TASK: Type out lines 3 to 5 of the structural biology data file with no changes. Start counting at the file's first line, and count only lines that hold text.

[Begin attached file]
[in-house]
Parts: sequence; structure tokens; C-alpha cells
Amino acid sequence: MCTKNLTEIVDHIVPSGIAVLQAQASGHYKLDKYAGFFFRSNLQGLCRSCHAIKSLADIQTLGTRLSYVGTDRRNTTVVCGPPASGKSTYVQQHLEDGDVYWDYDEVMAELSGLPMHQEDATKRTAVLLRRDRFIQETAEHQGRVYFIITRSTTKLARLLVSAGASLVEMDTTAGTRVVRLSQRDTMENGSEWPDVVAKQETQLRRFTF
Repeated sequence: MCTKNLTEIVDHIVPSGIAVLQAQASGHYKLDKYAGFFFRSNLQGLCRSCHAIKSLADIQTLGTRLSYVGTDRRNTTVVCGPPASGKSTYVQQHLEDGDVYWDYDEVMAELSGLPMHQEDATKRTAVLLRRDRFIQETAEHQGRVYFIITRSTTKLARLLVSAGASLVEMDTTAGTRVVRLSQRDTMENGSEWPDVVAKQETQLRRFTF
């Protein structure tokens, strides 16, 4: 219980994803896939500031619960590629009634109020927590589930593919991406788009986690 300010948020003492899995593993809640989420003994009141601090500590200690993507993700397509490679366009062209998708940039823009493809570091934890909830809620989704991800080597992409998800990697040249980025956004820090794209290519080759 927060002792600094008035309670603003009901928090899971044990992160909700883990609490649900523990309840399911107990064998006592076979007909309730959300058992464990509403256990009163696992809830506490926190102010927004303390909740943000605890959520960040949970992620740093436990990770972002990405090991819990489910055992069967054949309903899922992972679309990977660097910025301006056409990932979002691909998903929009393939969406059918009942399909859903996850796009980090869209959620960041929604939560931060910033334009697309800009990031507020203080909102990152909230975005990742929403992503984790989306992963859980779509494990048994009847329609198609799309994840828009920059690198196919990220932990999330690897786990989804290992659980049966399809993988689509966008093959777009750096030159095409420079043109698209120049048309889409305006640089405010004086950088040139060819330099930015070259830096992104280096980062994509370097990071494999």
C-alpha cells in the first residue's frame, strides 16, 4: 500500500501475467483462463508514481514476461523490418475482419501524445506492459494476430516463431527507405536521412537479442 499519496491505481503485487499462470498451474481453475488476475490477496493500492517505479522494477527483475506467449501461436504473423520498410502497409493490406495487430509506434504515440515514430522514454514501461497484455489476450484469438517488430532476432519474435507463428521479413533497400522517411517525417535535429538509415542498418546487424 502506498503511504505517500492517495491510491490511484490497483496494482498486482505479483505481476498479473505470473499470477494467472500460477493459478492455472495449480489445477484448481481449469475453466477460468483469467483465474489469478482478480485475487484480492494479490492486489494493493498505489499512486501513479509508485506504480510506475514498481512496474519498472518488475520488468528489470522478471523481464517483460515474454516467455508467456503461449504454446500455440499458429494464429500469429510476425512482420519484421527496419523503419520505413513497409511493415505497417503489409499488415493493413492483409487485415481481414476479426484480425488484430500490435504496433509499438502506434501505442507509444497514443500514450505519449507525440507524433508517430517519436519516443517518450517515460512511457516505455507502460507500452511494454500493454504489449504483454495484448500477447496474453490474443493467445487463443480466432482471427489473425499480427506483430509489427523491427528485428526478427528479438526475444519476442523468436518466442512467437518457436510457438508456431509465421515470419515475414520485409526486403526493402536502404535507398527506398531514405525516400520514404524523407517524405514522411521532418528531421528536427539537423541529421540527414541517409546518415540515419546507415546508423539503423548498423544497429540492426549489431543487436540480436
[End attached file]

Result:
Amino acid sequence: MCTKNLTEIVDHIVPSGIAVLQAQASGHYKLDKYAGFFFRSNLQGLCRSCHAIKSLADIQTLGTRLSYVGTDRRNTTVVCGPPASGKSTYVQQHLEDGDVYWDYDEVMAELSGLPMHQEDATKRTAVLLRRDRFIQETAEHQGRVYFIITRSTTKLARLLVSAGASLVEMDTTAGTRVVRLSQRDTMENGSEWPDVVAKQETQLRRFTF
Repeated sequence: MCTKNLTEIVDHIVPSGIAVLQAQASGHYKLDKYAGFFFRSNLQGLCRSCHAIKSLADIQTLGTRLSYVGTDRRNTTVVCGPPASGKSTYVQQHLEDGDVYWDYDEVMAELSGLPMHQEDATKRTAVLLRRDRFIQETAEHQGRVYFIITRSTTKLARLLVSAGASLVEMDTTAGTRVVRLSQRDTMENGSEWPDVVAKQETQLRRFTF
């Protein structure tokens, strides 16, 4: 219980994803896939500031619960590629009634109020927590589930593919991406788009986690 300010948020003492899995593993809640989420003994009141601090500590200690993507993700397509490679366009062209998708940039823009493809570091934890909830809620989704991800080597992409998800990697040249980025956004820090794209290519080759 927060002792600094008035309670603003009901928090899971044990992160909700883990609490649900523990309840399911107990064998006592076979007909309730959300058992464990509403256990009163696992809830506490926190102010927004303390909740943000605890959520960040949970992620740093436990990770972002990405090991819990489910055992069967054949309903899922992972679309990977660097910025301006056409990932979002691909998903929009393939969406059918009942399909859903996850796009980090869209959620960041929604939560931060910033334009697309800009990031507020203080909102990152909230975005990742929403992503984790989306992963859980779509494990048994009847329609198609799309994840828009920059690198196919990220932990999330690897786990989804290992659980049966399809993988689509966008093959777009750096030159095409420079043109698209120049048309889409305006640089405010004086950088040139060819330099930015070259830096992104280096980062994509370097990071494999």